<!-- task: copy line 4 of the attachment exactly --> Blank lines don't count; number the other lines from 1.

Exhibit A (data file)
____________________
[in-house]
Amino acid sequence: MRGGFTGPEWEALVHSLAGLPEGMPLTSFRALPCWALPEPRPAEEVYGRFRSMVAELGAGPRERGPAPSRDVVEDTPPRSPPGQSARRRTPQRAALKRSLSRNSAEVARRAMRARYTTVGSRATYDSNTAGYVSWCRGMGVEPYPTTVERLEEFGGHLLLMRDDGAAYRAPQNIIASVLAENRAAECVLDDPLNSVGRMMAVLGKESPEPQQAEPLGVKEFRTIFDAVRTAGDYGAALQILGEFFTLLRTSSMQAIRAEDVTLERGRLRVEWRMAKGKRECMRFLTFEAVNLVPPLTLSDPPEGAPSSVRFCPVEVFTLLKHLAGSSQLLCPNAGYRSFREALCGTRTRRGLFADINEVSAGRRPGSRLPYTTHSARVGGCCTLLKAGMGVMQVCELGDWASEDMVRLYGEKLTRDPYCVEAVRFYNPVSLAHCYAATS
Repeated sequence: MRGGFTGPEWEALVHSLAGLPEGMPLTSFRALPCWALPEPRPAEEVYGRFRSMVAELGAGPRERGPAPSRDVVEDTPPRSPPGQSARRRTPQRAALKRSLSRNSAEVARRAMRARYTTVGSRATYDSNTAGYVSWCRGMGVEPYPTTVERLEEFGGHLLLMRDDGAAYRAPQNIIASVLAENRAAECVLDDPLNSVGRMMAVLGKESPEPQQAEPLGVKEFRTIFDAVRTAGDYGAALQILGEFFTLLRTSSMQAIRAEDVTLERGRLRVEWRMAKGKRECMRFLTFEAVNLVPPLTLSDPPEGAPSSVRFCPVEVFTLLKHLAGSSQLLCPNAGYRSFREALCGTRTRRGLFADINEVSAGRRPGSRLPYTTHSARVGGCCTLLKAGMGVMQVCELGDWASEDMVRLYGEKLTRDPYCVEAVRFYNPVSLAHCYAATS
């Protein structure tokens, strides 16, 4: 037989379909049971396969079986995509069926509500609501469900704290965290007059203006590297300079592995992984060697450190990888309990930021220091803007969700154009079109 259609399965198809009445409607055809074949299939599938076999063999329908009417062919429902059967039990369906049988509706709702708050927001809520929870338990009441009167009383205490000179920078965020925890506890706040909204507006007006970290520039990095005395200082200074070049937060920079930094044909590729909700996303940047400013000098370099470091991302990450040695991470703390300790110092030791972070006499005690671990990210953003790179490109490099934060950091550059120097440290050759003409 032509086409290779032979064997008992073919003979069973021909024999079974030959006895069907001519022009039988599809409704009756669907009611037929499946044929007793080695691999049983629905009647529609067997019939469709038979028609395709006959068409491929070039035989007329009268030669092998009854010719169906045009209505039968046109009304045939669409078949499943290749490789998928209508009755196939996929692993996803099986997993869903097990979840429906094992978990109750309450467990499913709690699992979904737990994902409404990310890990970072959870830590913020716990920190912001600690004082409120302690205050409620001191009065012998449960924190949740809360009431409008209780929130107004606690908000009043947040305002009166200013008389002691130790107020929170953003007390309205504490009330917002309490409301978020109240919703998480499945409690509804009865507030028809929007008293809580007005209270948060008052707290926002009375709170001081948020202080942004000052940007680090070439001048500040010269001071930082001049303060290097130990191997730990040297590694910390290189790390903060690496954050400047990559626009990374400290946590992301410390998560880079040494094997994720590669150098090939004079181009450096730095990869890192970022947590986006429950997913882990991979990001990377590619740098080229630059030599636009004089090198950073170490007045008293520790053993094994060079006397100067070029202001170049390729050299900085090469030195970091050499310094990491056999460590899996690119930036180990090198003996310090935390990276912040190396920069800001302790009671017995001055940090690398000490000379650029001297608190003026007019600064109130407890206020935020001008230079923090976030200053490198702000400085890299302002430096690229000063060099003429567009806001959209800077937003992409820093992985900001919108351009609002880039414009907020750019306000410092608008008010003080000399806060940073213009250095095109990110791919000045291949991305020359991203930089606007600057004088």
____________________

């Protein structure tokens, strides 16, 4: 037989379909049971396969079986995509069926509500609501469900704290965290007059203006590297300079592995992984060697450190990888309990930021220091803007969700154009079109 259609399965198809009445409607055809074949299939599938076999063999329908009417062919429902059967039990369906049988509706709702708050927001809520929870338990009441009167009383205490000179920078965020925890506890706040909204507006007006970290520039990095005395200082200074070049937060920079930094044909590729909700996303940047400013000098370099470091991302990450040695991470703390300790110092030791972070006499005690671990990210953003790179490109490099934060950091550059120097440290050759003409 032509086409290779032979064997008992073919003979069973021909024999079974030959006895069907001519022009039988599809409704009756669907009611037929499946044929007793080695691999049983629905009647529609067997019939469709038979028609395709006959068409491929070039035989007329009268030669092998009854010719169906045009209505039968046109009304045939669409078949499943290749490789998928209508009755196939996929692993996803099986997993869903097990979840429906094992978990109750309450467990499913709690699992979904737990994902409404990310890990970072959870830590913020716990920190912001600690004082409120302690205050409620001191009065012998449960924190949740809360009431409008209780929130107004606690908000009043947040305002009166200013008389002691130790107020929170953003007390309205504490009330917002309490409301978020109240919703998480499945409690509804009865507030028809929007008293809580007005209270948060008052707290926002009375709170001081948020202080942004000052940007680090070439001048500040010269001071930082001049303060290097130990191997730990040297590694910390290189790390903060690496954050400047990559626009990374400290946590992301410390998560880079040494094997994720590669150098090939004079181009450096730095990869890192970022947590986006429950997913882990991979990001990377590619740098080229630059030599636009004089090198950073170490007045008293520790053993094994060079006397100067070029202001170049390729050299900085090469030195970091050499310094990491056999460590899996690119930036180990090198003996310090935390990276912040190396920069800001302790009671017995001055940090690398000490000379650029001297608190003026007019600064109130407890206020935020001008230079923090976030200053490198702000400085890299302002430096690229000063060099003429567009806001959209800077937003992409820093992985900001919108351009609002880039414009907020750019306000410092608008008010003080000399806060940073213009250095095109990110791919000045291949991305020359991203930089606007600057004088």